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Former Giants third baseman Jim Ray Hart dies at 74

Longtime San Francisco Giants third baseman Jim Ray Hart has died. He was 74.

The Giants announced Hart's death Friday, saying he passed away Thursday in Acampo, Calif., following a long illness.

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Hart played 11 seasons for the Giants from 1963-73. He also spent parts of two seasons with the New York Yankees before retiring in 1974.

A 1966 All-Star, Hart was a career .278 hitter with 170 home runs and 578 RBIs in 1,125 games.

Giants Chief Executive Larry Baer said: "Everyone in the Giants organization is deeply saddened by the news of Jim's passing. Our condolences go out to the Hart family for their tremendous loss and we extend our thoughts to Jim's teammates, his friends, and to all those touched by his passing."

San Francisco planned a moment of silence before the Giants hosted the Cubs on Friday.

Hart is survived by former wife Janet Hart-Ayala, four children, 12 grandchildren and two great-grandchildren.

Rangers propose new stadium

The Texas Rangers could be playing in a new $1-billion retractable-roof stadium by 2021 and would remain in Arlington until at least 2054 under plans revealed Friday by the team and the city.

The proposed master agreement for a public-private partnership calls for a 50-50 split of the estimated cost of the stadium and related infrastructure, with the city's portion capped at $500 million. The Arlington City Council will consider authorizing the agreement when it meets Tuesday.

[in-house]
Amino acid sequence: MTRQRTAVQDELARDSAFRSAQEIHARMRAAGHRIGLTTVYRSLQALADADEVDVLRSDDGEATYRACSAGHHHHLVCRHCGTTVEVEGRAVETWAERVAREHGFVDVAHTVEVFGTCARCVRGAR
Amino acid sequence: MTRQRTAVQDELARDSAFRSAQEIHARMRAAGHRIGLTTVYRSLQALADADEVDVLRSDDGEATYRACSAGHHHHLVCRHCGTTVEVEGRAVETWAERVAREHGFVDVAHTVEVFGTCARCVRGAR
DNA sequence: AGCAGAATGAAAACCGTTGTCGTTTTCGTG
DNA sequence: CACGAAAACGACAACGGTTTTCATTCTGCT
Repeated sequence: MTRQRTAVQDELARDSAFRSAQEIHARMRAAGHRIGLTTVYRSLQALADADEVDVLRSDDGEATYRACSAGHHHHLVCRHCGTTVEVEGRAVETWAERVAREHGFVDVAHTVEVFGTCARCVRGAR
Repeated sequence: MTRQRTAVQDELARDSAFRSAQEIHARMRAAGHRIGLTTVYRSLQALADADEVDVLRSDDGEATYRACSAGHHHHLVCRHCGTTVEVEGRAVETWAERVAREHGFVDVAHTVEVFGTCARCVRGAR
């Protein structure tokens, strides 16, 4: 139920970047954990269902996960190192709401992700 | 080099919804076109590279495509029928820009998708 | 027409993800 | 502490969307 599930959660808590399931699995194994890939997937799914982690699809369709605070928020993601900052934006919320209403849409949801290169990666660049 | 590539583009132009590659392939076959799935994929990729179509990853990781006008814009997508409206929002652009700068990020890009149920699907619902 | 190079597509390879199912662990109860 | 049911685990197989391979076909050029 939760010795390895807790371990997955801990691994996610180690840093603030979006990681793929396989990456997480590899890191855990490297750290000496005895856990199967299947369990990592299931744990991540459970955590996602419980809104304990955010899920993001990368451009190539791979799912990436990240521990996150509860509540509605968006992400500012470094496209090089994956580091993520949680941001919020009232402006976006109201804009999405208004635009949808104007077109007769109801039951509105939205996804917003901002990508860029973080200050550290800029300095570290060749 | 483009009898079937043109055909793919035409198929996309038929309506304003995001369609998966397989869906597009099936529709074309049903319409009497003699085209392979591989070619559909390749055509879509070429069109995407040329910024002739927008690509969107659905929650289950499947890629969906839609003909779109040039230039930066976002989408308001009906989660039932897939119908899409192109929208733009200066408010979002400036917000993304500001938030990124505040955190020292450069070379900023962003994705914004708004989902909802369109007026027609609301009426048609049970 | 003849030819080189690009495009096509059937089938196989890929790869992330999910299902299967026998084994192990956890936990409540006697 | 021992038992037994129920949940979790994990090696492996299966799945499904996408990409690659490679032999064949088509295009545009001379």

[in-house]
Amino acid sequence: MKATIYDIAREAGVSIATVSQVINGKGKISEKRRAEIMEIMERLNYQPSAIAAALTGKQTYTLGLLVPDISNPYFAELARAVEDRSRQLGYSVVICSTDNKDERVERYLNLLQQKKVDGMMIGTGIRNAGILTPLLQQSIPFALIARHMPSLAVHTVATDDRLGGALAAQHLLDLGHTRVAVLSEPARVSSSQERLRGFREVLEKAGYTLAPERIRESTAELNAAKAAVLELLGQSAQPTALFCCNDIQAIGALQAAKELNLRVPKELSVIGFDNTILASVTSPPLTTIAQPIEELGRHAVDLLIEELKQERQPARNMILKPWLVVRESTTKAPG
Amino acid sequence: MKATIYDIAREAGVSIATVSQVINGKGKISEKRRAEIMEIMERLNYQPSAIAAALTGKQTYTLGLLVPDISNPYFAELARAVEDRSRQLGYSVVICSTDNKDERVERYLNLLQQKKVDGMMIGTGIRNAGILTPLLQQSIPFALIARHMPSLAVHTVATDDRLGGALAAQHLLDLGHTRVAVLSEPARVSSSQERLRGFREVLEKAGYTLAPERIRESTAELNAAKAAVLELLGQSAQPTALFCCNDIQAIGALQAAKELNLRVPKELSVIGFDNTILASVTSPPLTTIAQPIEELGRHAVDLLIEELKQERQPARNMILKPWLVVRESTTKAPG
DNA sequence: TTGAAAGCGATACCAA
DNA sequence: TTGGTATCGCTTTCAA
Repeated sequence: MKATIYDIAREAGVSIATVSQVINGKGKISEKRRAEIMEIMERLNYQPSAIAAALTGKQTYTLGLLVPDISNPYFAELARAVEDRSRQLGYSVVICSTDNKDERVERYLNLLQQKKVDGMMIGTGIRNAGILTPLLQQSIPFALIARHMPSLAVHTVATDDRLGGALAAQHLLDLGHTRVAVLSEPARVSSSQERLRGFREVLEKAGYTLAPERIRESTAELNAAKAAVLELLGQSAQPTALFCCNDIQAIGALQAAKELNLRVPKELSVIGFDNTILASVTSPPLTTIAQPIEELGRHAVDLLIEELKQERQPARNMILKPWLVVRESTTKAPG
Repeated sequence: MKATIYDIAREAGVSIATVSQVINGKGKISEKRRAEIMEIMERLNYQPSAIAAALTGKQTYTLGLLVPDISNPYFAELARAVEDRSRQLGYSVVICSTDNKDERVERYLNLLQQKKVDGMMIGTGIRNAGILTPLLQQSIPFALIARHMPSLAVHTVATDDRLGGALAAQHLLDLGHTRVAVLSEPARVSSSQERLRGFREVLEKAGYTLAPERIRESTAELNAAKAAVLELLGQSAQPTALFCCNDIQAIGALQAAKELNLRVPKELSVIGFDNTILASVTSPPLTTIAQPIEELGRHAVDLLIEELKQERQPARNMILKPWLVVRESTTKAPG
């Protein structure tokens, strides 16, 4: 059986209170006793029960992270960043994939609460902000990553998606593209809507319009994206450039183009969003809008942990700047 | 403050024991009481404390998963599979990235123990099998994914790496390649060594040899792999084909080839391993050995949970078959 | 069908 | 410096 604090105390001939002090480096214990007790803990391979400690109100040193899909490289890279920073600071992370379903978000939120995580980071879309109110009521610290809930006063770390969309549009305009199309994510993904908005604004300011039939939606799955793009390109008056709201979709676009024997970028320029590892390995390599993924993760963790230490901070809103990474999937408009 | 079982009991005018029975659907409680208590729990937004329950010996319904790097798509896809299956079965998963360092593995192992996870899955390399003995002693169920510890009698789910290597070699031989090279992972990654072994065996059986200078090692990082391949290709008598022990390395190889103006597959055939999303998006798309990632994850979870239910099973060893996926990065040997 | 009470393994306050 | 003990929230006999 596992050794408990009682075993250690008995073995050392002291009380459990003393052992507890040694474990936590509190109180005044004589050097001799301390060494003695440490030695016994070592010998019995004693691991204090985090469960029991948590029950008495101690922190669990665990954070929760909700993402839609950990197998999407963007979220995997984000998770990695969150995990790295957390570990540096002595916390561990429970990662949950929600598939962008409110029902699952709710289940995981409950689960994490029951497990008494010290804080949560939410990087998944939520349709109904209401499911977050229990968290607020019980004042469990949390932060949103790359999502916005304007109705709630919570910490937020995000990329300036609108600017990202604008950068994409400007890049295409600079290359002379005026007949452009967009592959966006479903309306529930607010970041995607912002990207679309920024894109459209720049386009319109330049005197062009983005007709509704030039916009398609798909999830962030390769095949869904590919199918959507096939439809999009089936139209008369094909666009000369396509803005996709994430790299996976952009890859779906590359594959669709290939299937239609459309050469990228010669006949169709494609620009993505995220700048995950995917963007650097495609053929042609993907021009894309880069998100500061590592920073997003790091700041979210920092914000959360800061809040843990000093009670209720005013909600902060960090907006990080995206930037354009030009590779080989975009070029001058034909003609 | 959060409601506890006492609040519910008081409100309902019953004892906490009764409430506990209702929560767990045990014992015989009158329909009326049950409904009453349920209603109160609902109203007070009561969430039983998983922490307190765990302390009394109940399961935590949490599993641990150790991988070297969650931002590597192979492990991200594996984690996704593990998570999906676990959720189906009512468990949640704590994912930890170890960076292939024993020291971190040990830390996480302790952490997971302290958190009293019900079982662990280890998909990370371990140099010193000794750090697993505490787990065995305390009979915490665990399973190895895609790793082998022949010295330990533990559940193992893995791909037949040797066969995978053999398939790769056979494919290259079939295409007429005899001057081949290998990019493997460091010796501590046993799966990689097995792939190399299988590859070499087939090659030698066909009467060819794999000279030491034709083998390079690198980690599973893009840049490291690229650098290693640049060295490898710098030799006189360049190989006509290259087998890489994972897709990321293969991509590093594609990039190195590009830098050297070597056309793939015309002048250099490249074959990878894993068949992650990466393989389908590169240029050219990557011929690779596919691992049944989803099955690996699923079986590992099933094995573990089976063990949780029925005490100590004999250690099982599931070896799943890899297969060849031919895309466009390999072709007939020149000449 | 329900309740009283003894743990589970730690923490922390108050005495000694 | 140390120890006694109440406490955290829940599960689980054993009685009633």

"The Rangers and Arlington have enjoyed a great partnership for 45 years, and we are excited about the possibility of calling this city home for many years to come," Rangers co-chairman Ray Davis said. "A baseball park is a very special place and the Rangers are committed to providing the best possible experience for our fans. The construction of a new facility with a retractable roof and so many other amenities would allow us to enhance that experience in a manner that is not presently possible."

Arlington voters in November are expected to be asked to support the project by continuing existing sales taxes that are used to help pay for $1.2-billion AT&T Stadium, the next-door home of the Dallas Cowboys that has a retractable roof.

The city originally issued $298 million in bonds in 2005 to build the Cowboys' stadium, which since opening in 2009 has hosted events such as the Super Bowl, the first College Football Playoff national championship game and the NCAA Final Four.

Davis said putting a roof on Globe Life Park, which opened in 1994 as Rangers Ballpark in Arlington, would be too expensive.

Etc.

The Milwaukee Brewers have placed right fielder Domingo Santana on the 15-day disabled list because of a sore right shoulder and recalled speedy Keon Broxton from triple-A Colorado Springs. … The Red Sox put right-handed reliever Carson Smith on the 15-day disabled list and utility man Brock Holt on the seven-day concussion disabled list before Friday night's game against Cleveland. To take their spots, catcher and recently converted left fielder Blake Swihart and right-hander Noe Ramirez were recalled from triple-A Pawtucket. …

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The Colorado Rockies placed right-handed reliever Christian Bergman on the 15-day disabled list because of a strained left oblique and moved around pitchers to shake up their bullpen. The Rockies also recalled right-handers Miguel Castro and Jordan Lyles from triple-A Albuquerque and optioned right-hander Andrew Oberg to that club. … Dodgers right-hander Sebastian Martinez is among four minor league players who were suspended after testing positive for performance-enhancing drugs. Martinez was banned 72 games.

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